Four of the five most recent subscribing states to The Hague Code of Conduct against Ballistic Missile Proliferation (HCoC) are African. Adopted in November 2002 in The Hague, the HCoC’s chief objective is to curb the proliferation of ballistic missiles capable of delivering nuclear, chemical or biological weapons, as well as related technology. When fully implemented, the HCoC holds significant security and socio-economic benefits, and is thus of crucial importance given Africa’s developmental context and imperatives.
About the authors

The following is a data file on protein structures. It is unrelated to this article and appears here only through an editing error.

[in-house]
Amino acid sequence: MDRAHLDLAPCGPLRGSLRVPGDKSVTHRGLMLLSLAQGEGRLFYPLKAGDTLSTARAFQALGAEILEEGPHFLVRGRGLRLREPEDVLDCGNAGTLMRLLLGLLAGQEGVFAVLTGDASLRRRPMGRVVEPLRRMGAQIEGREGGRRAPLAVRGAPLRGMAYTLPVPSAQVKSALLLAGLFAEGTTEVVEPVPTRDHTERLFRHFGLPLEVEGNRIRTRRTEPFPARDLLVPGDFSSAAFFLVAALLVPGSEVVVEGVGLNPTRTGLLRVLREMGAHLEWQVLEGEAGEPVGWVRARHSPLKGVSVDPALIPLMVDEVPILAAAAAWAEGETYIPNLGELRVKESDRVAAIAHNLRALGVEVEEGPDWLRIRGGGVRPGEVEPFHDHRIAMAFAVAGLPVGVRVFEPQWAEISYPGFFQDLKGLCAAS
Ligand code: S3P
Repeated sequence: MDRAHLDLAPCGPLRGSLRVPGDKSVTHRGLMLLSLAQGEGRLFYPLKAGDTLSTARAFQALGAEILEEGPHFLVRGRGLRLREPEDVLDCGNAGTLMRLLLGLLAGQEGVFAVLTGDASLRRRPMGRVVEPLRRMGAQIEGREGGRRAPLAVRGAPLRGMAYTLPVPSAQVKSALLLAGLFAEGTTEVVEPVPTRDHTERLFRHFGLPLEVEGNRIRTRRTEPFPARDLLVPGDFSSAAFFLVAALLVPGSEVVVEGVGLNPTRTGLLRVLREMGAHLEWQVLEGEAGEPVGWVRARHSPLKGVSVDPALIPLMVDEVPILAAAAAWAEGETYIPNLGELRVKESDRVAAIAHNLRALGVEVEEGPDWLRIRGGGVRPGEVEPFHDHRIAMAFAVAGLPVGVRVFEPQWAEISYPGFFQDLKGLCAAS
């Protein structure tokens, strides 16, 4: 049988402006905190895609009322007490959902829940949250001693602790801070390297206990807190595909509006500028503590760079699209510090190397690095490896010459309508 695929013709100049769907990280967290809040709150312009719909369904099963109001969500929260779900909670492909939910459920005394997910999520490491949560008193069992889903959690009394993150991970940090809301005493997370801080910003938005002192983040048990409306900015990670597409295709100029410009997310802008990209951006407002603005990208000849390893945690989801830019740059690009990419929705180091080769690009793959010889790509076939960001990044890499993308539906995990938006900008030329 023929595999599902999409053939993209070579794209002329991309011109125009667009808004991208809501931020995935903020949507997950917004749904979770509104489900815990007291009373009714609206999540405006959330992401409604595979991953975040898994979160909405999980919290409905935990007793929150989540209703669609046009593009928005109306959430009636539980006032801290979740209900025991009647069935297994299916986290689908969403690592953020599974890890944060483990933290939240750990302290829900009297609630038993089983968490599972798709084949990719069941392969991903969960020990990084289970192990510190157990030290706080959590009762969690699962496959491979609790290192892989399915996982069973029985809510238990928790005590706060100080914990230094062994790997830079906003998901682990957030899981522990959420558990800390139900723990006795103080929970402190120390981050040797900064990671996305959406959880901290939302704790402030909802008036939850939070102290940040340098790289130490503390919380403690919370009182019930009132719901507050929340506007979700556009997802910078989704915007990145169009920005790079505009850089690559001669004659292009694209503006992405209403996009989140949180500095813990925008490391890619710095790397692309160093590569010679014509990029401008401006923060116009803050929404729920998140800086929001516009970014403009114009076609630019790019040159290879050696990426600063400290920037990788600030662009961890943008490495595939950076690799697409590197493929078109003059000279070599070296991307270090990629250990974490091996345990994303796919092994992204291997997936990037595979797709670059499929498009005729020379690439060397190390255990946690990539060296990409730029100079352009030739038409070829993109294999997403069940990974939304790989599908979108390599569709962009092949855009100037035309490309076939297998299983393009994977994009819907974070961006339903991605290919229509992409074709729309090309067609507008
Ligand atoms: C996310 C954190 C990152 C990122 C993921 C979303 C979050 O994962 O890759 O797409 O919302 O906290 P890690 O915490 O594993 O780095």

Gugu Dube, at the time of writing, was a researcher in the ENACT transnational organised crime programme at the ISS. She was a consultant to the 2013 UN Group of Governmental Experts for the UN Register of Conventional Arms.
Lauriane Héau is the Foundation for Strategic Research’s (FRS) European projects manager. She previously worked as a research assistant at the Clingendael Institute, and for the Group for Research and Information on Peace and Security.
Emmanuelle Maitre is a research fellow at the FRS. Previously, she worked as a research assistant at the Brookings Institution. She has an MA in public affairs from Sciences Po in Paris.
Noel Stott is a Senior Researcher at the Verification Research, Training and Information Centre (VERTIC) based in London. From May 2002 to November 2016, Noel was employed by the ISS.
Image: Amelia Broodryk/ISS, adapted from Army Recognition